Forty years ago Louis Hartz surveyed American political thought in his classic The Liberal Tradition in America. He concluded that American politics was based on a broad liberal consensus made possible by a unique American historical experience, a thesis that seemed to minimize the role of political conflict.Today, with conflict on the rise and with much of liberalism in disarray, James P. Young revisits these questions to reevaluate Hartz's interpretation of American politics. Young's treatment of key movements in our history, especially Puritanism and republicanism's early contribution to the Revolution and the Constitution, demonstrates in the spirit of Dewey and others that the liberal tradition is richer and more complex than Hartz and most contemporary theorists have allowed.The breadth of Young's account is unrivaled. Reconsidering American Liberalism gives voice not just to Locke, Jefferson, Hamilton, Madison, Lincoln, and Dewey but also to Rawls, Shklar, Kateb, Wolin, and Walzer. In addition to broad discussions of all the major figures in over 300 years of political thought'with Lincoln looming particularly large?Young touches upon modern feminism and conservatism, multiculturalism, postmodernism, rights-based liberalism, and social democracy. Out of these contemporary materials Young synthesizes a new position, a smarter and tougher liberalism not just forged from historical materials but reshaped in the rough and tumble of contemporary thought and politics.This exceptionally timely study is both a powerful survey of the whole of U.S. political thought and a trenchant critique of contemporary political debates. At a time of acrimony and confusion in our national politics, Young enables us to see that salvaging a viable future depends upon our understanding how we have reached this point.Never without his own opinions, Young is scrupulously fair to the widest range of thinkers and marvelously clear in getting to the heart of their ideas. Although his book is a substantial contribution to political theory and the history of ideas, it is always accessible and lively enough for the informed general reader. It is essential reading for anyone who cares about the future of U.S. political thought or, indeed, about the future of the country itself.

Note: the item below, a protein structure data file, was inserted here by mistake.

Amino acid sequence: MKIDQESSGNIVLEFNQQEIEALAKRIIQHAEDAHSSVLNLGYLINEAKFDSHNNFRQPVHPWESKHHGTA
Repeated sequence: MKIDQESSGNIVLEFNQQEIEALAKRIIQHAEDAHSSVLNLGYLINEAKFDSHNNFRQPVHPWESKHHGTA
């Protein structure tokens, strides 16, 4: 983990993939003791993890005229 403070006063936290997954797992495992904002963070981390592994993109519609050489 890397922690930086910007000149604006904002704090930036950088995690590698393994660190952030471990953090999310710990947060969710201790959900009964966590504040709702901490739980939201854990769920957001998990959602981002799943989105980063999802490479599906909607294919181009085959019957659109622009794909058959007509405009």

Table of Contents

Preface And Acknowledgmentsp. xi
Introduction The Role of Liberalism in American Politicsp. 1
1 The Ambiguous Legacy of Puritanismp. 13
2 John Locke and the Theory of Liberal Constitutionalismp. 23
Conclusionsp. 37
3 Liberalism, Republicanism, and Revolutionp. 41
4 Liberalism, Republicanism, and the Constitutionp. 55
5 Defining the Constitutional Text and the Emergence of Party Politicsp. 73
6 Some Notes on Jacksonian Democracyp. 93
7 Abolition and the Crisis of Liberalismp. 107
8 Laissez-Faire Conservatism and the Legitimation of Corporate Capitalismp. 127
9 The Dilemmas of Populist Reformp. 137
Conclusionp. 147
10 The Problem of Progressivismp. 149
11 The New Deal and the Apotheosis of Reformp. 169
12 Liberalism in Search of New Directionsp. 181
13 Race, Gender, Difference, and Equalityp. 203
14 Liberalism in Retreat: The Conservative Critiquep. 235
15 Rights-Based Liberalismp. 269
16 Problems of Liberalism: Rights, Economy, Community, and the Statep. 287
17 Conclusionp. 327
Notesp. 343
About the Book and Authorp. 421
Indexp. 423